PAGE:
This is the day you were officially born, at the Colony Theater in New York, where for thirteen days you shared the screen with the talkie Gang War.
You were conceived in dire straights, some say on a train trip from New York to Los Angeles that started March 13th, 1928, others mention that you first saw the light in meetings between Walt Disney and Ub Iwerks late March early April. We know that Ub animated your first film Plane Crazy by himself in record time in late April in a back room at the small Hyperion Avenue studio, while it was inked and painted in Walt's Lyric Ave garage and then previewed that May 15th.
Then Ub, with Les Clark and Johnnie Cannon, animated The Gallopin' Gaucho in June and early July, after which they animated your big break-through Steamboat Willie. The now famous session where your first scenes were previewed by projecting them through the studio's rear window onto a sheet while the crew made noises to fit the actions may well have been on July 29th - the first time you convinced anyone that you really could speak. Late August the picture was finished without sound: Walt got to New York on September 4th, had the sound recorded first on September 15th - which was a disaster - then again on September 30th, for which a new click-track system was devised, about which you can read more elsewhere
on this blog. Anyway, this movie was finally booked into the Colony by Harry Reichenbach for five hundred dollars for two weeks and the rest is history. And why everyone was celebrating your birthday on September 28th (in 1936 even!), I may never know!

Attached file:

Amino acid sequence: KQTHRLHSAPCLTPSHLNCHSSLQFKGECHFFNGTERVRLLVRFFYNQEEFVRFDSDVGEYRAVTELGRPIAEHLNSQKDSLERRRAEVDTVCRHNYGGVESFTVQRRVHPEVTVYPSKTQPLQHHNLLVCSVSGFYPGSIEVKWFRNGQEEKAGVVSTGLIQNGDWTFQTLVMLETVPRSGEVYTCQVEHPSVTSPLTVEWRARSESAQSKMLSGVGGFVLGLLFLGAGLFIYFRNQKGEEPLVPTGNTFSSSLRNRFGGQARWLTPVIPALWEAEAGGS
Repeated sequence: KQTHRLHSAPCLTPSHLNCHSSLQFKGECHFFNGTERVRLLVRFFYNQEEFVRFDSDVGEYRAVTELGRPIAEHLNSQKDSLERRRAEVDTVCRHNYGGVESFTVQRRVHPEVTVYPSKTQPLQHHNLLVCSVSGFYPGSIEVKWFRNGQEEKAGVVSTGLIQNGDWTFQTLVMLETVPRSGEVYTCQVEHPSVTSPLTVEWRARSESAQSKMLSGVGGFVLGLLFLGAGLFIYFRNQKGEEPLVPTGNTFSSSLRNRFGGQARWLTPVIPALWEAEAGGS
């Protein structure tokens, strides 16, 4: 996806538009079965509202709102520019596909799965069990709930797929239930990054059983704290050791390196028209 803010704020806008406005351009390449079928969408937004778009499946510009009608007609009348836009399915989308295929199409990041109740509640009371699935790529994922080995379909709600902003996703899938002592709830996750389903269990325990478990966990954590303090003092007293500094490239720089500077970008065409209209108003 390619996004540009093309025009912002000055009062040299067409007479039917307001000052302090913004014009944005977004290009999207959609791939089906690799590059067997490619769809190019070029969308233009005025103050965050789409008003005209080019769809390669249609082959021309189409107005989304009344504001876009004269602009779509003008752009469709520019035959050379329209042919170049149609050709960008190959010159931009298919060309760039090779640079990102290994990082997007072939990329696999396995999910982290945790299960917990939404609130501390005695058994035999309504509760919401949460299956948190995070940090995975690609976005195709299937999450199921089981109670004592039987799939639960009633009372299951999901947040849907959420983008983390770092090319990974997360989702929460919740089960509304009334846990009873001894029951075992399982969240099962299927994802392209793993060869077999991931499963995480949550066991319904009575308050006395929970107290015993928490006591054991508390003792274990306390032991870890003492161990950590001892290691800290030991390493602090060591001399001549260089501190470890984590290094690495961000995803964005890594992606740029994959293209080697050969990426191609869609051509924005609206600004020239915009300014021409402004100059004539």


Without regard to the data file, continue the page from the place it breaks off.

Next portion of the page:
When Walt said it all started with a mouse, he wasn't kidding. Yes, since 1922 there have been Laugh-O-grams, a Song-O-reel, and lots of Alices and Oswalds, but only after your success as a talkie star on November 18th 1928, did the real growth of the studio that Walt and Roy Disney founded on October 16th 1923, begin. Therefor I take my metaphorical hat off to you, Mr. Mouse, and wish you a happy 80th birthday, and many more!
Here we see Walt with a whole mountain of Mickeys (note the one on the right with tiny pupils and teeth!), and an early article from Liberty magazine, January 1933, which recounts the history, only five years after the fateful date...
Thanks to Mike Barrier for the info in his great book The Animated Man, and for the top clippings I blatantly swiped from his blog
I normally do not like to do this, but I could not find more appropriate images. (Another nice version of the review is here
I'm back from Walt Disney World and the Caribbean, back from the Danish Film Expo in Hollywood (and lots of meetings), and back from a minor voluntary evacuation due to the so-called "Orange County Freeway Complex Fire," so expect to see more material here soon!
Labels: Other Disney